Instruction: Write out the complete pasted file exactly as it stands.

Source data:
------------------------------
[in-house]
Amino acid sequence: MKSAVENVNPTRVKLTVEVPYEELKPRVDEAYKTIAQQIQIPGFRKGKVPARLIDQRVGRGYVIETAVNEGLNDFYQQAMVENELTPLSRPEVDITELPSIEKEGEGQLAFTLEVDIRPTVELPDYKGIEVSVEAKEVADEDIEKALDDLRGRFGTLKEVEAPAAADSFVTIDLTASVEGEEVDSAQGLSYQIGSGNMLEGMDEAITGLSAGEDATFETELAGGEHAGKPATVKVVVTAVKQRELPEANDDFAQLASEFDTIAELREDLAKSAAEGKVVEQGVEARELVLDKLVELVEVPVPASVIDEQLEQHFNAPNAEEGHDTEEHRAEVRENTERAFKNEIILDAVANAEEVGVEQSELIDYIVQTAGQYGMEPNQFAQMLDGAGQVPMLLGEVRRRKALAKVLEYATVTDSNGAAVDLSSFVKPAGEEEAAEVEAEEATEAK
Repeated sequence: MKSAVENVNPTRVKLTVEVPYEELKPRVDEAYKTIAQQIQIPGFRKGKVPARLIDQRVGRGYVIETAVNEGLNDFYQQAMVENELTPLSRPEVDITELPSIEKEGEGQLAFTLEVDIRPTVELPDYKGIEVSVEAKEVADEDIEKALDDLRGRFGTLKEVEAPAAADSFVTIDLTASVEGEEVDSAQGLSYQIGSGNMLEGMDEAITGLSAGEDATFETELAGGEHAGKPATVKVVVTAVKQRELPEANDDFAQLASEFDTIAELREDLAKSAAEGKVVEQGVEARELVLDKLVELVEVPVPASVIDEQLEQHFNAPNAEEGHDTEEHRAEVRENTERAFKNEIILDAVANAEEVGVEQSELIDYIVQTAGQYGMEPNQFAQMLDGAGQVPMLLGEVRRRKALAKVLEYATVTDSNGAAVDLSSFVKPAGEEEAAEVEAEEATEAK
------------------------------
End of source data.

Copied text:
[in-house]
Amino acid sequence: MKSAVENVNPTRVKLTVEVPYEELKPRVDEAYKTIAQQIQIPGFRKGKVPARLIDQRVGRGYVIETAVNEGLNDFYQQAMVENELTPLSRPEVDITELPSIEKEGEGQLAFTLEVDIRPTVELPDYKGIEVSVEAKEVADEDIEKALDDLRGRFGTLKEVEAPAAADSFVTIDLTASVEGEEVDSAQGLSYQIGSGNMLEGMDEAITGLSAGEDATFETELAGGEHAGKPATVKVVVTAVKQRELPEANDDFAQLASEFDTIAELREDLAKSAAEGKVVEQGVEARELVLDKLVELVEVPVPASVIDEQLEQHFNAPNAEEGHDTEEHRAEVRENTERAFKNEIILDAVANAEEVGVEQSELIDYIVQTAGQYGMEPNQFAQMLDGAGQVPMLLGEVRRRKALAKVLEYATVTDSNGAAVDLSSFVKPAGEEEAAEVEAEEATEAK
Repeated sequence: MKSAVENVNPTRVKLTVEVPYEELKPRVDEAYKTIAQQIQIPGFRKGKVPARLIDQRVGRGYVIETAVNEGLNDFYQQAMVENELTPLSRPEVDITELPSIEKEGEGQLAFTLEVDIRPTVELPDYKGIEVSVEAKEVADEDIEKALDDLRGRFGTLKEVEAPAAADSFVTIDLTASVEGEEVDSAQGLSYQIGSGNMLEGMDEAITGLSAGEDATFETELAGGEHAGKPATVKVVVTAVKQRELPEANDDFAQLASEFDTIAELREDLAKSAAEGKVVEQGVEARELVLDKLVELVEVPVPASVIDEQLEQHFNAPNAEEGHDTEEHRAEVRENTERAFKNEIILDAVANAEEVGVEQSELIDYIVQTAGQYGMEPNQFAQMLDGAGQVPMLLGEVRRRKALAKVLEYATVTDSNGAAVDLSSFVKPAGEEEAAEVEAEEATEAK